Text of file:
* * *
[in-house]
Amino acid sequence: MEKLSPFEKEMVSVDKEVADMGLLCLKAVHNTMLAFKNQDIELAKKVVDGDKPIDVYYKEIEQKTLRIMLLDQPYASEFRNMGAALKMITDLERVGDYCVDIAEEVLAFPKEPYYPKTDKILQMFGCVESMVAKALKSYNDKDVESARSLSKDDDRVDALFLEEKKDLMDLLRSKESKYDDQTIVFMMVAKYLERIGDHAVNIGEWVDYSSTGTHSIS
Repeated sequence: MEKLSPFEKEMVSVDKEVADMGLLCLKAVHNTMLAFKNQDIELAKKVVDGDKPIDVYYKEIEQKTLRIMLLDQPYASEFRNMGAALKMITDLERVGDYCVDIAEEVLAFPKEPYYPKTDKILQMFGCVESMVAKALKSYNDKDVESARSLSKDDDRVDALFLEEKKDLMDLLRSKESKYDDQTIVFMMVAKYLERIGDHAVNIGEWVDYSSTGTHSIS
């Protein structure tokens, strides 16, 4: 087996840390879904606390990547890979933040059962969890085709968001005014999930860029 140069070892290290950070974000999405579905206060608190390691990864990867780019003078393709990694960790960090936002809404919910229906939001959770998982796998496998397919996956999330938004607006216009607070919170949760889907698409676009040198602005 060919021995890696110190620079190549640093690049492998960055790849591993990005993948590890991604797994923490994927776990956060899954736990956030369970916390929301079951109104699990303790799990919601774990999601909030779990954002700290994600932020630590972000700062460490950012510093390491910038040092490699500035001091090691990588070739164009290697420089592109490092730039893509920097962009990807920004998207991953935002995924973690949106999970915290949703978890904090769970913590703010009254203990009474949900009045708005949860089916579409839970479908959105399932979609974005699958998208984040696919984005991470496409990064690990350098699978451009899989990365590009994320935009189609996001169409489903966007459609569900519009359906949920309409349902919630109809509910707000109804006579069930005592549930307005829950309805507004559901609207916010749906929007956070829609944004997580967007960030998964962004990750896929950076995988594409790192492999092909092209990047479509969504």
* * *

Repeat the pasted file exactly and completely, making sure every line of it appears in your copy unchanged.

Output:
[in-house]
Amino acid sequence: MEKLSPFEKEMVSVDKEVADMGLLCLKAVHNTMLAFKNQDIELAKKVVDGDKPIDVYYKEIEQKTLRIMLLDQPYASEFRNMGAALKMITDLERVGDYCVDIAEEVLAFPKEPYYPKTDKILQMFGCVESMVAKALKSYNDKDVESARSLSKDDDRVDALFLEEKKDLMDLLRSKESKYDDQTIVFMMVAKYLERIGDHAVNIGEWVDYSSTGTHSIS
Repeated sequence: MEKLSPFEKEMVSVDKEVADMGLLCLKAVHNTMLAFKNQDIELAKKVVDGDKPIDVYYKEIEQKTLRIMLLDQPYASEFRNMGAALKMITDLERVGDYCVDIAEEVLAFPKEPYYPKTDKILQMFGCVESMVAKALKSYNDKDVESARSLSKDDDRVDALFLEEKKDLMDLLRSKESKYDDQTIVFMMVAKYLERIGDHAVNIGEWVDYSSTGTHSIS
């Protein structure tokens, strides 16, 4: 087996840390879904606390990547890979933040059962969890085709968001005014999930860029 140069070892290290950070974000999405579905206060608190390691990864990867780019003078393709990694960790960090936002809404919910229906939001959770998982796998496998397919996956999330938004607006216009607070919170949760889907698409676009040198602005 060919021995890696110190620079190549640093690049492998960055790849591993990005993948590890991604797994923490994927776990956060899954736990956030369970916390929301079951109104699990303790799990919601774990999601909030779990954002700290994600932020630590972000700062460490950012510093390491910038040092490699500035001091090691990588070739164009290697420089592109490092730039893509920097962009990807920004998207991953935002995924973690949106999970915290949703978890904090769970913590703010009254203990009474949900009045708005949860089916579409839970479908959105399932979609974005699958998208984040696919984005991470496409990064690990350098699978451009899989990365590009994320935009189609996001169409489903966007459609569900519009359906949920309409349902919630109809509910707000109804006579069930005592549930307005829950309805507004559901609207916010749906929007956070829609944004997580967007960030998964962004990750896929950076995988594409790192492999092909092209990047479509969504």